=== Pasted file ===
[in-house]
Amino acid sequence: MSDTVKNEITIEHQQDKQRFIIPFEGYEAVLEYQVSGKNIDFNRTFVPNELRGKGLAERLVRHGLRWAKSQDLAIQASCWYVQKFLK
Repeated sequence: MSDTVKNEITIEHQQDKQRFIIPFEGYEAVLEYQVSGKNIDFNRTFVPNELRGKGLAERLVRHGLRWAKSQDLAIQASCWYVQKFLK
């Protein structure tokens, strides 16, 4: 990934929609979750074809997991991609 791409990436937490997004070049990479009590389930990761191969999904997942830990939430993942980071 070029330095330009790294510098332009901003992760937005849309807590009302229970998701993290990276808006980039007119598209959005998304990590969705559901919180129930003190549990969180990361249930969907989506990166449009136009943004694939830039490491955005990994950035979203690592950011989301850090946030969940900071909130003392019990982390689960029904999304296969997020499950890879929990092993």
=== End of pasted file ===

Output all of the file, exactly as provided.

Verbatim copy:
[in-house]
Amino acid sequence: MSDTVKNEITIEHQQDKQRFIIPFEGYEAVLEYQVSGKNIDFNRTFVPNELRGKGLAERLVRHGLRWAKSQDLAIQASCWYVQKFLK
Repeated sequence: MSDTVKNEITIEHQQDKQRFIIPFEGYEAVLEYQVSGKNIDFNRTFVPNELRGKGLAERLVRHGLRWAKSQDLAIQASCWYVQKFLK
């Protein structure tokens, strides 16, 4: 990934929609979750074809997991991609 791409990436937490997004070049990479009590389930990761191969999904997942830990939430993942980071 070029330095330009790294510098332009901003992760937005849309807590009302229970998701993290990276808006980039007119598209959005998304990590969705559901919180129930003190549990969180990361249930969907989506990166449009136009943004694939830039490491955005990994950035979203690592950011989301850090946030969940900071909130003392019990982390689960029904999304296969997020499950890879929990092993």